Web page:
I was amazed at how quickly that made a difference. I wasn’t instantly bosom buddies with everyone, but I didn’t sense that same resistance all the time.

As I’ve discussed this idea with TCKs I know, I’ve heard a range of timelines – how long before they’ll trust a youth leader. Those timelines have ranged up to 3 years. That seems so long, but then I think back – how many kids did I engage with weekly for 2-3 years before they first opened up about real and significant hurts they were carrying? It took that long for them to trust that I was staying, that I was going to keep being there for them. How many kids did I think I knew, only to discover there was so so so much more going on beneath the surface where so few adults were ever allowed?

Therefore, regardless of how harsh it may make me sound, I will keep saying this: I believe longevity is the most vital factor in TCK work. It might not be comfortable for youth leaders to hear, but I believe it is the heart cry of many, many TCKs all over the world.

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Posted by on April 25, 2011 in TCKs, YiA Vision


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Welcome to the YiA blog!


While the idea for this blog started nearly a year ago (and there are some old posts around from back then) this is the *official launch* of the Youth in Asia blog. Yay!

It’s an appropriate moment for it. Right now four of us are sitting in an icecream parlour in Phnom Penh, Cambodia. Christina is from the USA but lives in Phnom Penh where she is the Director of a city-wide expat youth ministry sponsored by two international churches. Tanya is from Australia, but is a youth worker with an international church in Beijing, China. Hannah is a youth worker from New Zealand, living in Cambodia for a year. Nathaniel is a youth worker from Sydney, Australia, spending his summer break in Cambodia.

The four of us met at Christina’s high school youth camp at Sihanoukville. The conversations that have followed in the ten days since we met line up perfectly with the heart of the Youth in Asia vision. We are youth workers first, with (different) passions for Asia, and we have all been encouraged by our time of connection.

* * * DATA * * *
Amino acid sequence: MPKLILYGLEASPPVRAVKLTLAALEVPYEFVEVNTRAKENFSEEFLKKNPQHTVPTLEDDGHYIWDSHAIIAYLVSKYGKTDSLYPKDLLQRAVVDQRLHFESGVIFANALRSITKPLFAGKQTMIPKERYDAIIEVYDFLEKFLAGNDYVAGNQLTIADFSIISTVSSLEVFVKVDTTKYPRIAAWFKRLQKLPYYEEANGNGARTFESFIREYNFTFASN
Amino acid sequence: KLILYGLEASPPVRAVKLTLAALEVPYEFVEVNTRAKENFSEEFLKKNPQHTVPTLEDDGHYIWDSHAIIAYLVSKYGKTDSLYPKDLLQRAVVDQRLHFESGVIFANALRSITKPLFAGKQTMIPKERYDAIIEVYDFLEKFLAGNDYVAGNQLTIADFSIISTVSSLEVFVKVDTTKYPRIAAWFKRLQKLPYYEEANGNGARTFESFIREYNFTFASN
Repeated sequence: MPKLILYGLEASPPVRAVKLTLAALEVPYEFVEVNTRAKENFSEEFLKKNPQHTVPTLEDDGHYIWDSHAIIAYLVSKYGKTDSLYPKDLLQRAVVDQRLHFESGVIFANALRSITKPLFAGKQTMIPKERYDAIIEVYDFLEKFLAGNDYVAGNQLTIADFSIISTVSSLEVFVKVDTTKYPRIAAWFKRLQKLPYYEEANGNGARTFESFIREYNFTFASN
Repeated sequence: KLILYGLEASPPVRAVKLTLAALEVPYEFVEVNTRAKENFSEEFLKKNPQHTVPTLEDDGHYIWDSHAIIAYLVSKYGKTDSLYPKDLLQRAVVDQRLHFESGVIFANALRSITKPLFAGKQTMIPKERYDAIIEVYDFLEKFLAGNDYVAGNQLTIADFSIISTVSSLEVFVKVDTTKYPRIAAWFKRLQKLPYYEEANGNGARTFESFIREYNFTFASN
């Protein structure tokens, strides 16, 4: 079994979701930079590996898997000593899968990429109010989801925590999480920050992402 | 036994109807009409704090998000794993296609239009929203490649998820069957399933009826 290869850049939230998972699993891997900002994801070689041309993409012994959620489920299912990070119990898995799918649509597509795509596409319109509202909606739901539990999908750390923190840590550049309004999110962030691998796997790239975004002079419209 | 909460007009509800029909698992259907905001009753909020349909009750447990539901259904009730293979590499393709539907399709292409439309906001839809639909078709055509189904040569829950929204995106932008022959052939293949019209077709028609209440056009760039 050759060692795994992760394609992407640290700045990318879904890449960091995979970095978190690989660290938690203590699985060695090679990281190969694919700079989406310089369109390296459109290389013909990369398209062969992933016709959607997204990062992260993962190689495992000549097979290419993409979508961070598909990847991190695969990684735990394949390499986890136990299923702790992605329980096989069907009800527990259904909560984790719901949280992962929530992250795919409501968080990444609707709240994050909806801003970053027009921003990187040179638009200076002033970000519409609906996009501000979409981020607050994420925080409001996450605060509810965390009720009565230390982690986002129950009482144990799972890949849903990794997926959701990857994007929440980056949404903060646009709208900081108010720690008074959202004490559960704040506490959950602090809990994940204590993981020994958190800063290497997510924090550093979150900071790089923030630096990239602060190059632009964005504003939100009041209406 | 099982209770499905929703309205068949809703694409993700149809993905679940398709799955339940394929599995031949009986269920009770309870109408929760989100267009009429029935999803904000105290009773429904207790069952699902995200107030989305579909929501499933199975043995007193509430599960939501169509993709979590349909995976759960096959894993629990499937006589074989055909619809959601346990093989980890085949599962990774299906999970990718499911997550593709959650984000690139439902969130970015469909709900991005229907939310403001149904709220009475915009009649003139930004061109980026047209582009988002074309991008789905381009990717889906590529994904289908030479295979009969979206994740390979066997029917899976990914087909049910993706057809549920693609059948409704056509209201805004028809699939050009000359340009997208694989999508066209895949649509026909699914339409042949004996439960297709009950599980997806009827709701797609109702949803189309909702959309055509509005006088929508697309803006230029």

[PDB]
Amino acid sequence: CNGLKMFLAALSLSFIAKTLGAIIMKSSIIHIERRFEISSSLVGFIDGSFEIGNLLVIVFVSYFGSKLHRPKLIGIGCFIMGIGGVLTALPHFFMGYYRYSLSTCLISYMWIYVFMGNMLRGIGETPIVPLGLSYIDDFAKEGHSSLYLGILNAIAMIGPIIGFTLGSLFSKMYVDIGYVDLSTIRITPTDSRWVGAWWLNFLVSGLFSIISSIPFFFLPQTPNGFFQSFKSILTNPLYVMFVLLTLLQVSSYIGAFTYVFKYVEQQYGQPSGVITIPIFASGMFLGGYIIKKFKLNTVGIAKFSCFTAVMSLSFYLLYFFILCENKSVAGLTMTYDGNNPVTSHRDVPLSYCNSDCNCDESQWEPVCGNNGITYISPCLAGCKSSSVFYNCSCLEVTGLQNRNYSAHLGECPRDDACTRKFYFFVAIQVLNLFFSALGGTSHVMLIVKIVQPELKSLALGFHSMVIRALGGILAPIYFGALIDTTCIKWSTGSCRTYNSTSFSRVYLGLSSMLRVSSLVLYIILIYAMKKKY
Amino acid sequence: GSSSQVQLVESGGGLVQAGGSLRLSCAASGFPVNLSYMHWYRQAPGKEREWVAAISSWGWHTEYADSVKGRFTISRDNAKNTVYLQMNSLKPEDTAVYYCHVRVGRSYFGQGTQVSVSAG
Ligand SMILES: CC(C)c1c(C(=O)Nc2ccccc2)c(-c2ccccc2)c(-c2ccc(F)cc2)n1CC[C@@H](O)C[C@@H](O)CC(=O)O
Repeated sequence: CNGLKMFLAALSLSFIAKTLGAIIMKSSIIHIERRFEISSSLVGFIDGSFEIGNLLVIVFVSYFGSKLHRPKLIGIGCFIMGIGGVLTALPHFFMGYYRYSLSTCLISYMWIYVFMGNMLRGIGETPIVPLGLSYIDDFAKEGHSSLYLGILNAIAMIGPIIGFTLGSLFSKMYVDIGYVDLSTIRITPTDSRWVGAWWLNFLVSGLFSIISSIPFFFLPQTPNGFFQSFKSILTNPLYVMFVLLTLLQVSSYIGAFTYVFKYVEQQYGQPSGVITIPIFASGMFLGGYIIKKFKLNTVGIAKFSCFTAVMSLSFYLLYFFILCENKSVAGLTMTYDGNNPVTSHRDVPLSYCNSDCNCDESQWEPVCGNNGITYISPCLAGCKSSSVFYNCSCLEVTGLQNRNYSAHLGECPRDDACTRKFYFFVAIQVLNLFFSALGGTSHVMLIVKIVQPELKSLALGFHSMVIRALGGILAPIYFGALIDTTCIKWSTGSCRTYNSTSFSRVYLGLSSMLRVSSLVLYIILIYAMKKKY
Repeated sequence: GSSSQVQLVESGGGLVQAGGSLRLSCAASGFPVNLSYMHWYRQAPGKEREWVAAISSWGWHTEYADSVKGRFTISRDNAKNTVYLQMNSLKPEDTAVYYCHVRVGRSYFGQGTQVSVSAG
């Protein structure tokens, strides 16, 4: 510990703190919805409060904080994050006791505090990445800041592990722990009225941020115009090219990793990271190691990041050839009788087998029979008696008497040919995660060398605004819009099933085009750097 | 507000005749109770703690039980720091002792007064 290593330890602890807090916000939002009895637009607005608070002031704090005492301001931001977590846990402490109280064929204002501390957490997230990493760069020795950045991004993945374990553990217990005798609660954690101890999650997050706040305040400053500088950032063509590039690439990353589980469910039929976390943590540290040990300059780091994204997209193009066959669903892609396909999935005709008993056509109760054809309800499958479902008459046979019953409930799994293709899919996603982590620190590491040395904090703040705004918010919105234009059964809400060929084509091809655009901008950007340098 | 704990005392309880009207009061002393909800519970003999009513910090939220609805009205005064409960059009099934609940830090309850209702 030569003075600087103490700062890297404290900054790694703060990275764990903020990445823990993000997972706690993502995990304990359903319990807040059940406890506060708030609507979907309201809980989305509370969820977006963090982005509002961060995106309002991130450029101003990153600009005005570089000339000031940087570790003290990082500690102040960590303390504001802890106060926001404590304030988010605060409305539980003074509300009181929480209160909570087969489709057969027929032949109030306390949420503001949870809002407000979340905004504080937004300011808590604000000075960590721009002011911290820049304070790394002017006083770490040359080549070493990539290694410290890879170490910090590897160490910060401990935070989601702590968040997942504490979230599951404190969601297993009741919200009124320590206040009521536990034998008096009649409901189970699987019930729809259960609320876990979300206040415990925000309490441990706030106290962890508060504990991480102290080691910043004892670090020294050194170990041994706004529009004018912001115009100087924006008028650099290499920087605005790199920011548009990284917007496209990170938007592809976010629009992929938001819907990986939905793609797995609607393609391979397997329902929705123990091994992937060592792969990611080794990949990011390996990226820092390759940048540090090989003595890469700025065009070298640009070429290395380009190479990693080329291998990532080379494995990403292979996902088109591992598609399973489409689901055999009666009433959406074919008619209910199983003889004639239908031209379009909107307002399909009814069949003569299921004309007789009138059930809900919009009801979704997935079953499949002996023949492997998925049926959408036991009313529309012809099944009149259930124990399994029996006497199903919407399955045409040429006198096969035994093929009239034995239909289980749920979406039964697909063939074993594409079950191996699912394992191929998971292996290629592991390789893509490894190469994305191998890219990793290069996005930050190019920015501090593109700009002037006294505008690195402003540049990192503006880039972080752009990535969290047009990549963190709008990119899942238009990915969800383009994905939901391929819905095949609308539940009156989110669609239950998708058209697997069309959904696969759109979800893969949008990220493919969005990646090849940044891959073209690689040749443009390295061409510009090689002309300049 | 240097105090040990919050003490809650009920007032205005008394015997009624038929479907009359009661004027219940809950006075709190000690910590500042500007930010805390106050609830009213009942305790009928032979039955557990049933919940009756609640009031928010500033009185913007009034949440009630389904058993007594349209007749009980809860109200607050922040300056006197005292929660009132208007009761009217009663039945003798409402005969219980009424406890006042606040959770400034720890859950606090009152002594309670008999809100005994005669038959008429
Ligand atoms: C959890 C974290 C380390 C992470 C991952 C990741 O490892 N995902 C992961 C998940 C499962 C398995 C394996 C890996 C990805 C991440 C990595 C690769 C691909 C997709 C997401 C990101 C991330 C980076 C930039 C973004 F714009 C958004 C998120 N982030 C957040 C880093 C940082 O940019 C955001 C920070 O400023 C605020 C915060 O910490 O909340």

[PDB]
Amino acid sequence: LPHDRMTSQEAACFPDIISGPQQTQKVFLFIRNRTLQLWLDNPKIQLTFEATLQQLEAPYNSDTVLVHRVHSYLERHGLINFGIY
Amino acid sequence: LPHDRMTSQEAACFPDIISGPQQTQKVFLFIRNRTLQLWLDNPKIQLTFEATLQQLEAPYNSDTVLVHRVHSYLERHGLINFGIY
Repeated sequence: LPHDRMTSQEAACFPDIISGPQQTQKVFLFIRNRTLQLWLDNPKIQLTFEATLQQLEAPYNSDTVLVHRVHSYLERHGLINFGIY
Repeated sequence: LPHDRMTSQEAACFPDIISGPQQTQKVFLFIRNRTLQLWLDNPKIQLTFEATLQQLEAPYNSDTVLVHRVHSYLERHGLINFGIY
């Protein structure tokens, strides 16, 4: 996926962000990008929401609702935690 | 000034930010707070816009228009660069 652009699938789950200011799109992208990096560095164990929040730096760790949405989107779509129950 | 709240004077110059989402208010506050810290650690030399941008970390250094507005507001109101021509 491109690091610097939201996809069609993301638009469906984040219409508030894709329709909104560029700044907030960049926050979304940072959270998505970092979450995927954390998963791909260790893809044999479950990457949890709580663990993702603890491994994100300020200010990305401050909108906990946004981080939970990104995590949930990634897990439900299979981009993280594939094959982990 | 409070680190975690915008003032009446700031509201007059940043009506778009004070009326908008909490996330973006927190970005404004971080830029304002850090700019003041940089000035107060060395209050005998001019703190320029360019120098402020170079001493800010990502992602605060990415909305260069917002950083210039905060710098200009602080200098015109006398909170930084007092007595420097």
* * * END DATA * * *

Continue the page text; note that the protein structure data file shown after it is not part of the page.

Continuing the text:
Our hope for this blog is that is fostered just this sort of interaction – the sort of fellowship that builds and encourages, making us more effective and sustainable in our ministries.

So, welcome!

And, of course, we can’t end without a hearty shout out to some AWESOME youth groups! We love you guys :)

Cross Culture (Phnom Penh)
Solar (Phnom Penh)
KirkYouth (Sydney)
SYC Kahu Kura (Christchurch)
Rev (Beijing)
Bongos (Beijing)
ReGen (Beijing)
Crossroads (Beijing)
OneWay (Beijing)


Posted by on January 17, 2011 in Leading Youth, YiA Vision


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So what is this anyway?

This is the start of something.
This is a place to share.
This is resources and ideas.
This is where “Youthnasia” starts.

This blog is a combination of the thoughts of several youth workers across Asia with a focus on TCKs. The longterm goal is to support youth workers already in the field (to help them stay in the field, bearing good fruit) and to find and develop new youth workers.

More broadly, this blog will hopefully become a point of contact for anyone interested in youth work anywhere in Asia. The vision of Youthnasia (or Youth-in-Asia, YiA, and whatever else you may want to call it) is to build youth work across Asia. That includes work with local communities and developing local leadership, as well as work with TCKs, and supporting the people who work with them.

The vision is HUGE and I’m sure will always be several steps ahead of where we are on the ground, but that’s okay. It means we’ll keep running, dreaming, and growing.


Posted by on February 26, 2010 in YiA Vision